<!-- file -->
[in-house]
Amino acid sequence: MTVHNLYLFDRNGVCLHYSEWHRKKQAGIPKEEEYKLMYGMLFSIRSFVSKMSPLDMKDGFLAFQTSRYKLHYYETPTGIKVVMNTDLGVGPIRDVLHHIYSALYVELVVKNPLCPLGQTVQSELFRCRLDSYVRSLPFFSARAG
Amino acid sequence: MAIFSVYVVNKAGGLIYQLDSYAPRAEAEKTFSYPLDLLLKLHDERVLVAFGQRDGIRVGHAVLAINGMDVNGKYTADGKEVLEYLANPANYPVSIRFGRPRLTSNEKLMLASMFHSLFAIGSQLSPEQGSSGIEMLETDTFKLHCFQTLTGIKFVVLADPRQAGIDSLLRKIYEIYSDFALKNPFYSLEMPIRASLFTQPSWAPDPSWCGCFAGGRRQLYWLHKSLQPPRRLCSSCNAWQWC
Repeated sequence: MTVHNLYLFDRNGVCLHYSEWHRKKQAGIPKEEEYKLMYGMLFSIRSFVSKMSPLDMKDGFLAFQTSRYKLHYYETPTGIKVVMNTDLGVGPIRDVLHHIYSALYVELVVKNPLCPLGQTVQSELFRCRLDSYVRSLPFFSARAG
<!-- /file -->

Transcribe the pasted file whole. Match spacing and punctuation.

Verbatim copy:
[in-house]
Amino acid sequence: MTVHNLYLFDRNGVCLHYSEWHRKKQAGIPKEEEYKLMYGMLFSIRSFVSKMSPLDMKDGFLAFQTSRYKLHYYETPTGIKVVMNTDLGVGPIRDVLHHIYSALYVELVVKNPLCPLGQTVQSELFRCRLDSYVRSLPFFSARAG
Amino acid sequence: MAIFSVYVVNKAGGLIYQLDSYAPRAEAEKTFSYPLDLLLKLHDERVLVAFGQRDGIRVGHAVLAINGMDVNGKYTADGKEVLEYLANPANYPVSIRFGRPRLTSNEKLMLASMFHSLFAIGSQLSPEQGSSGIEMLETDTFKLHCFQTLTGIKFVVLADPRQAGIDSLLRKIYEIYSDFALKNPFYSLEMPIRASLFTQPSWAPDPSWCGCFAGGRRQLYWLHKSLQPPRRLCSSCNAWQWC
Repeated sequence: MTVHNLYLFDRNGVCLHYSEWHRKKQAGIPKEEEYKLMYGMLFSIRSFVSKMSPLDMKDGFLAFQTSRYKLHYYETPTGIKVVMNTDLGVGPIRDVLHHIYSALYVELVVKNPLCPLGQTVQSELFRCRLDSYVRSLPFFSARAG